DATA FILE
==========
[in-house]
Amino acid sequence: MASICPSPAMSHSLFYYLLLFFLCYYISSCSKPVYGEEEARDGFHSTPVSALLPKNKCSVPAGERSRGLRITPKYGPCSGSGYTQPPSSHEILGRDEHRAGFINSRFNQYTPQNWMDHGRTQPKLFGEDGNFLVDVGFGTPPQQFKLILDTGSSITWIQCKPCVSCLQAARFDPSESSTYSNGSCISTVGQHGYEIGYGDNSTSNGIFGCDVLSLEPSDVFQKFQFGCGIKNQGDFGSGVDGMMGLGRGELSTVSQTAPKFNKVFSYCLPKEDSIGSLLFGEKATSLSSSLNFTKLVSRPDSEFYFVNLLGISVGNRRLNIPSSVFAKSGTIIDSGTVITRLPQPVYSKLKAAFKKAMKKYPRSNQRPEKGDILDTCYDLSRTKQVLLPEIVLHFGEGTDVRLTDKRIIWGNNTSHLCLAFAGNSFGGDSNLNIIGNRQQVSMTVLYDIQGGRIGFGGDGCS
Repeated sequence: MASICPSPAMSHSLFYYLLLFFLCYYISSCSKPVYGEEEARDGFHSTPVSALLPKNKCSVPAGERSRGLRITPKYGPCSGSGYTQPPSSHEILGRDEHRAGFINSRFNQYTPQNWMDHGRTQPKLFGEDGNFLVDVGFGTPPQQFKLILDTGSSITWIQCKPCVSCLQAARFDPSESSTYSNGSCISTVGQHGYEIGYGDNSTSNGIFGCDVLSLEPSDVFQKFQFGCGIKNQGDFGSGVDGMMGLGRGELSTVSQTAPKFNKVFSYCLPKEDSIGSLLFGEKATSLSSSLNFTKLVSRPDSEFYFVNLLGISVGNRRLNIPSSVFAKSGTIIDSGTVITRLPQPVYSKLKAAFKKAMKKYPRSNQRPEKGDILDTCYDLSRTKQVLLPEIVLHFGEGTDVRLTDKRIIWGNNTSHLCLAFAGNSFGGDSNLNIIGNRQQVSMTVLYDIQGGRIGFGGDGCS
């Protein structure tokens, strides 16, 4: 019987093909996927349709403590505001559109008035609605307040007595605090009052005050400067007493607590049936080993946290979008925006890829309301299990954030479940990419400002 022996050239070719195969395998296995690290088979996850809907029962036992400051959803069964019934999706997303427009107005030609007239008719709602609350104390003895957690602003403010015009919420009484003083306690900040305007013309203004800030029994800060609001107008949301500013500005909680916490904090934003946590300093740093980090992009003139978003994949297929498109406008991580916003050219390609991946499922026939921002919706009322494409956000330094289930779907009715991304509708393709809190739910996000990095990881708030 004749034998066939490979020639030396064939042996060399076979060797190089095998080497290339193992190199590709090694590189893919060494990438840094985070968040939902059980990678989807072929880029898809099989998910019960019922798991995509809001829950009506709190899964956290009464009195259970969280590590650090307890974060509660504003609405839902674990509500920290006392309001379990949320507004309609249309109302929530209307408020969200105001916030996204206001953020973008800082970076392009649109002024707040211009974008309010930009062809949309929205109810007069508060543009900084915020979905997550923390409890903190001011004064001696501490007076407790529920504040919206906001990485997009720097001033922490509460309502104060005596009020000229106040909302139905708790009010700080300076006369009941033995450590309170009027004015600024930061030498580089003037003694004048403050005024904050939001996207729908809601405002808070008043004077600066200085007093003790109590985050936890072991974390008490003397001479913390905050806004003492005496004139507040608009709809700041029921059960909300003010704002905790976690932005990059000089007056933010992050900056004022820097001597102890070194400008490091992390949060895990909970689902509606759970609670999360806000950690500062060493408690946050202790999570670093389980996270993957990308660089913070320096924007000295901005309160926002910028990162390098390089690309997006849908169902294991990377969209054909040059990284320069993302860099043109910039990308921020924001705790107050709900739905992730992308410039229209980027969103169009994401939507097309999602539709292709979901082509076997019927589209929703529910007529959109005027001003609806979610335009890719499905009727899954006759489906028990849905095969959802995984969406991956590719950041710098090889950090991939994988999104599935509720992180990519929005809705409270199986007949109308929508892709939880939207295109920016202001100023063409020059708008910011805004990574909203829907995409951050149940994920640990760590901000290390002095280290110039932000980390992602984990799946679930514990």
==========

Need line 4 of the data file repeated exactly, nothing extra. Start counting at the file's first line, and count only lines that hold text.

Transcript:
């Protein structure tokens, strides 16, 4: 019987093909996927349709403590505001559109008035609605307040007595605090009052005050400067007493607590049936080993946290979008925006890829309301299990954030479940990419400002 022996050239070719195969395998296995690290088979996850809907029962036992400051959803069964019934999706997303427009107005030609007239008719709602609350104390003895957690602003403010015009919420009484003083306690900040305007013309203004800030029994800060609001107008949301500013500005909680916490904090934003946590300093740093980090992009003139978003994949297929498109406008991580916003050219390609991946499922026939921002919706009322494409956000330094289930779907009715991304509708393709809190739910996000990095990881708030 004749034998066939490979020639030396064939042996060399076979060797190089095998080497290339193992190199590709090694590189893919060494990438840094985070968040939902059980990678989807072929880029898809099989998910019960019922798991995509809001829950009506709190899964956290009464009195259970969280590590650090307890974060509660504003609405839902674990509500920290006392309001379990949320507004309609249309109302929530209307408020969200105001916030996204206001953020973008800082970076392009649109002024707040211009974008309010930009062809949309929205109810007069508060543009900084915020979905997550923390409890903190001011004064001696501490007076407790529920504040919206906001990485997009720097001033922490509460309502104060005596009020000229106040909302139905708790009010700080300076006369009941033995450590309170009027004015600024930061030498580089003037003694004048403050005024904050939001996207729908809601405002808070008043004077600066200085007093003790109590985050936890072991974390008490003397001479913390905050806004003492005496004139507040608009709809700041029921059960909300003010704002905790976690932005990059000089007056933010992050900056004022820097001597102890070194400008490091992390949060895990909970689902509606759970609670999360806000950690500062060493408690946050202790999570670093389980996270993957990308660089913070320096924007000295901005309160926002910028990162390098390089690309997006849908169902294991990377969209054909040059990284320069993302860099043109910039990308921020924001705790107050709900739905992730992308410039229209980027969103169009994401939507097309999602539709292709979901082509076997019927589209929703529910007529959109005027001003609806979610335009890719499905009727899954006759489906028990849905095969959802995984969406991956590719950041710098090889950090991939994988999104599935509720992180990519929005809705409270199986007949109308929508892709939880939207295109920016202001100023063409020059708008910011805004990574909203829907995409951050149940994920640990760590901000290390002095280290110039932000980390992602984990799946679930514990």